On the left side you can see statistics for five people - natives of those places, of usage of tenses used for describing past events. Statistics was made in 2021 by me, by recording of several hours of their free, casual speech at home for analysis.

On the right side first two columns are statistics of usage of tenses used for describing past events, made on sample of 20 recent articles of local Vranye Newspaper (Врањске новине5), all of them are interviews with people living in the same city.
The Vranye group (A) in chart represents statistics of what was written by journalists themselves (9 of them in total), and Vranye group (B) represents statistics of what reportedly said 20 local people that were interviewed in those articles. As we can see from the first two right-side statistics, it is obvious that the language of both journalists and interviewed people was either censored or self-censored (most probably both), in order to remove (real) past tenses from it. The middle group on the right represents similar statistics, but from the local Newspaper in Vlasotince (where censorship seems to be strongest), and last two are from Kragujevac6. Similar situation, more or less, is in all other places in Serbia.

Interestingly, our language authorities, through media and school system, use term the genuine language of the peoplefor what you see on the right of previous image. What you see on the left, they deemirregular” language, “corrupted” language, or “dialect” at best.


Today the (Present-)Perfect Tense is de facto mandatory in any official, formal or public communication (newspapers, television news, subtitles for foreign movies, other mass media, institutions of the state, schools, professional use at workplace, product tutorials, school and academic textbooks, history books, internet sites (like Wikipedia in Serbian), publications by the Serbian Academy of Sciences7...). Although the other three Past Tenses are not prohibited “de jure”, they are prohibited de facto. And all this is just a continuation of the practices from the former communist-era Yugoslavia8.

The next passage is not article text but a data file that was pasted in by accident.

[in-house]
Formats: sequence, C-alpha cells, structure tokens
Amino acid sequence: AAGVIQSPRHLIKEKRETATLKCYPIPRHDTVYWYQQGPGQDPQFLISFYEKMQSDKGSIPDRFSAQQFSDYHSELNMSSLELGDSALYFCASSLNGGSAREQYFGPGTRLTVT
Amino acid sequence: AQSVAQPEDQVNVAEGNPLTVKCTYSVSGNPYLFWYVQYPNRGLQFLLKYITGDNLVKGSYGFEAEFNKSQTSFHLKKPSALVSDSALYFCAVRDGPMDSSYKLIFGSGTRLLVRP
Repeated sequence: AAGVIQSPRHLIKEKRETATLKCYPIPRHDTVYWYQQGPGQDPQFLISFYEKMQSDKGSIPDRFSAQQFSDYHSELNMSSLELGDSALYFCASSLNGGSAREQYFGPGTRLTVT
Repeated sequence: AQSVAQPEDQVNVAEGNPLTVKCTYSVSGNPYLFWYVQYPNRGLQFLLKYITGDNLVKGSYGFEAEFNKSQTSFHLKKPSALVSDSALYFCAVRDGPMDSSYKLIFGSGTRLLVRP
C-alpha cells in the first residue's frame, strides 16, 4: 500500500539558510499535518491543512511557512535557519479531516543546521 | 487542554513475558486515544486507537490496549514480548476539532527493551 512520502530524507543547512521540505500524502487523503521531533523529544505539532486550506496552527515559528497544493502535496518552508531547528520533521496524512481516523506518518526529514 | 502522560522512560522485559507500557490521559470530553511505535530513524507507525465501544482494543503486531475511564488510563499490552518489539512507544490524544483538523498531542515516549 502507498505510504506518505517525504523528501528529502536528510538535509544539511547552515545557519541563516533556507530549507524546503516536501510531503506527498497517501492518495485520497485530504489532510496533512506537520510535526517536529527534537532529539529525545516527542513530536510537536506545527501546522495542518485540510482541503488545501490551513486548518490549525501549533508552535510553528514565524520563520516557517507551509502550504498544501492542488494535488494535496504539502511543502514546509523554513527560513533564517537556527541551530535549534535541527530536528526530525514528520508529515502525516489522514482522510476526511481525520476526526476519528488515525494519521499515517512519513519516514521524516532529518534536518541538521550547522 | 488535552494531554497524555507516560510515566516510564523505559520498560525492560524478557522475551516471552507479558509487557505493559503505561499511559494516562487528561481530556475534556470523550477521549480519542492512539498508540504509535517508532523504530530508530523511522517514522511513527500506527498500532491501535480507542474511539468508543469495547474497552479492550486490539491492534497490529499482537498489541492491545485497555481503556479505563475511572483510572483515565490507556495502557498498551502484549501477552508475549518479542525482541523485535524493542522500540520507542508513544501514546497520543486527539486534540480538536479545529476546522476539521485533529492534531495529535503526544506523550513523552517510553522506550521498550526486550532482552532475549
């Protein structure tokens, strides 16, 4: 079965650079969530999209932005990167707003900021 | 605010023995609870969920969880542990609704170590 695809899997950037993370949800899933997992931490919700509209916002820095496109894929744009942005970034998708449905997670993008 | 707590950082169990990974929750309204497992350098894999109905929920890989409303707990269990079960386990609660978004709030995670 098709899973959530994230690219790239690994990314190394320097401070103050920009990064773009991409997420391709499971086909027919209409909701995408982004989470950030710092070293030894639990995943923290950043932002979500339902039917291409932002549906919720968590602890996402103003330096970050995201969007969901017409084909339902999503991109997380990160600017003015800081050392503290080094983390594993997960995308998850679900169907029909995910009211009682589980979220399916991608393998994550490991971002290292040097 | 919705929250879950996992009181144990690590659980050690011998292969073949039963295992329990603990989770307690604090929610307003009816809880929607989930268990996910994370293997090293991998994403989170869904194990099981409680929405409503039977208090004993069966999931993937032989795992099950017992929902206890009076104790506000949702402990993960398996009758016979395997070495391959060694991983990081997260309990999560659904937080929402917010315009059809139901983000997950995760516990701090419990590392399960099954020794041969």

For most native Serbian speakers, the meanings of the four Past Tenses lay somewhere between these two extremes, depending on their education, social status, employment, age, dialect, and place of residence (city/countryside). The older, less educated, rural living, lower status, religious, unemployed (simply said, more conservative) people tend to use them in a way closer to their traditional (Low Form) meaning, since they usually use much more of the three undesirable Past Tenses in colloquial speech (that way, they form some kind of “linguistic underground”).


The following table contains short explanations of their meanings, including small examples.


Past Tense in the Low Form of Serbian Diglossia


(not used in the High Form of the Language)



(rarely used in the High Form of the Language9)


(not used in the High Form of the Language)

Meaning in the traditional Serbian Past Tenses System, for verbs of perfective aspect

A past action, taken as completed and performed at a specific point in the past, which was witnessed or experienced in some way by the speaker.

Mostly used for verbs of perfective aspect.

1. A state in the present after an action has occurred at a non-specific point in the past (the result of a past completed action).

2. An action in the past, whether completed or continuous, which was not witnessed by the speaker.

1. A state in the past, after an action in the past (a result of a past completed action, which has no effect in the present).

2. An action in the past, before another action in the past, or a state during another action in the past.

(has two forms, one for the non-witnessed contexts, the other for the witnessed ones)

For the verbs of imperfective aspect, a continuous incomplete action in the past.

For the verbs of perfective aspect, a repeated completed action in the past.